68 Danse macabre (1874) Symphonic poem (tone poem; same diff.)
Death (as skeleton) plays violin in graveyard let’s dance to death! bubonic plague (Black Death of 14th century) ever dance around a maypole to Ring around the Rosy? popular kids song back in the “olden” days Originally based on poem by Henri Cazalis Reworked so that musical imagery reflects the text first Frenchman to compose a work in this genre

69 Dance macabre (Dance of Death) by Henri Cazalis
Zig, zig, zig, Death in cadence, Striking with his heel a tomb, Death at midnight plays a dance-tune, Zig, zig, zig, on his violin. The winter wind blows and the night is dark; Moans are heard in the linden-trees. Through the gloom, white skeletons pass, Running and leaping in their shrouds. Zig, zig, zig, each one is frisking. The bones of the dancers are heard to crack- But hist! of a sudden they quit the round, They push forward, they fly; the cock has crowed.

70 Danse macabre solo violin, xylophone (represents skeletons)
violin E-string tuned down a half-step to E-flat Scordatura – mis-tuning Diminished fifth (between A and E-flat) allows player to use open strings for a brighter sound devil’s interval in G-minor; G Phrygian scale (like natural minor, but 2nd degree of A-flat) flute introduces this idea

71 Danse macabre Melodic minor scales ascend with raised 6th & 7th degrees and descend lowered back down descending melodic minor contains same pitches as natural minor Note use of E-nat, F-sharp, F-nat, and E-flat Much of the drama of the piece is created through interplay of these melodic ideas and the scales they come from

72 Danse macabre -- Form tolling of the bells (12 for midnight)
tritone idea cellos and basses, then solo violin 1st melody played by flutes solo violin introduces 2nd idea (melody) next section (for 80 seconds) alternates (in various forms) between the two ideas Decker note: The broad waltz theme in the Danse macabre may be recognized as a variation on the Dies irae, the ancient liturgical chant for the dead Return of devil’s interval Decker note: I hear the strings playing colegno here USAD guide does not mention this imitative passage (at 2:10); overlapping themes 2nd “b” theme, reworked in “frenzied distorted fashion” solo violin returns with more lyrical version of tune “a” idea (flutes) almost completely absent the two main themes combine and are played at same time at dawn, all of the demons go back to their graves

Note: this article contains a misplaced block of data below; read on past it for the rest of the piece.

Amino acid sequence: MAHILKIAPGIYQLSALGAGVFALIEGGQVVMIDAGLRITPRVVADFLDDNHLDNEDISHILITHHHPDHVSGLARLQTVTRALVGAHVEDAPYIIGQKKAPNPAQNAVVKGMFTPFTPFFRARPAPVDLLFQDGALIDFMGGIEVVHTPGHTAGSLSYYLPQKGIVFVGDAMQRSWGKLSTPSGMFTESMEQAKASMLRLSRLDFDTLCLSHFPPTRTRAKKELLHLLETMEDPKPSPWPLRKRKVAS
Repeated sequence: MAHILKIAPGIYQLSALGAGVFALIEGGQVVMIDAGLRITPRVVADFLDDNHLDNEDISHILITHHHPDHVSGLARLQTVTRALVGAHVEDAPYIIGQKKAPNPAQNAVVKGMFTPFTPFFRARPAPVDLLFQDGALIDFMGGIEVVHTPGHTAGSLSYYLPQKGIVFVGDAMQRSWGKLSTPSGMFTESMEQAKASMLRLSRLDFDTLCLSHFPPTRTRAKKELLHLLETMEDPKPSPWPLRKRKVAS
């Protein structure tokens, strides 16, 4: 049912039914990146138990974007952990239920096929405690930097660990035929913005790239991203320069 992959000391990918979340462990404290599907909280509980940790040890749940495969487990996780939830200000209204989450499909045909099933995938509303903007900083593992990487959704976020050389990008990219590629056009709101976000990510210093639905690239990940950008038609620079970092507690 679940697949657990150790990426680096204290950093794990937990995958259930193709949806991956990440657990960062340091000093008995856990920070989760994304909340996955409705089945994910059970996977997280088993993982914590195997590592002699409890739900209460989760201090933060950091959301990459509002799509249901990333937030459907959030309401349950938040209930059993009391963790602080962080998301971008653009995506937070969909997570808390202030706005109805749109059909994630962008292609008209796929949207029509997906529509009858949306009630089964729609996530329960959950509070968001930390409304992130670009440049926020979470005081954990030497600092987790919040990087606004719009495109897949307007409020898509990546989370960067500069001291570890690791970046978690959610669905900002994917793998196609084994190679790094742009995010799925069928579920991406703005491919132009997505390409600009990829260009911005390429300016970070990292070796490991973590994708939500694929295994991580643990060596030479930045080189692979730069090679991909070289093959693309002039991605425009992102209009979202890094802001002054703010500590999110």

73 Danse Macabre Sequence of things happening in Danse with instrument indicated: Clock strikes midnight (harp) Death tunes his violin (violin) The dance begins, one skeleton appears (flute) More skeletons are dancing The xylophone makes the sound of dry bones (xylophone) The wind blows through the dark trees (string instruments) The skeletons laugh as they dance (violins) Mysterious moans come from the trees (string instruments) The dance reaches its loudest and fastest point (all) A rooster crows (oboe) The dance ends, all the skeletons return to their graves Some people think the last two notes of the piece represent the last two coffin lids quietly slamming shut for another year

74 Hector Berlioz and Symphonie Fantastique
Unlike most composers, he had no instruction on piano and did not use the keyboard to help compose at age 13 Played flute, guitar age 17 entered medical school in Paris Paris is a great place to get side-tracked! switched to music at the Conservatoire in 1826 1827 – saw Hamlet performed; was struck by the “veracity of dramatic expression and freedom from formal constraints” became OBSESSED with Harriet Smithson, who played Ophelia his Ophelia, or Juliet, or Desdemona spent two years CONSUMED with his desire to be with Harriet, who was at a high point in her career, while Berlioz was a nobody; that soon changed, as her career went down as his went up “the idealized relationship of which Berlioz dreamed proved to be far different from the real thing, as Harriet Smithson was not a perfect amalgamation of stylized theatrical heroines.”

75 Symphonie Fantastique
is an embodiment of the composer’s overwhelming obsession, love, and frustration, borne from this short-lived and disenchanting romance is also an excellent example of the composer’s talent for orchestration even though this was his first symphony Beethoven’s 3rd and 5th inspired Berlioz freedom of expression & power of instruments wrote Treatise on Instrumentation (Orchestration)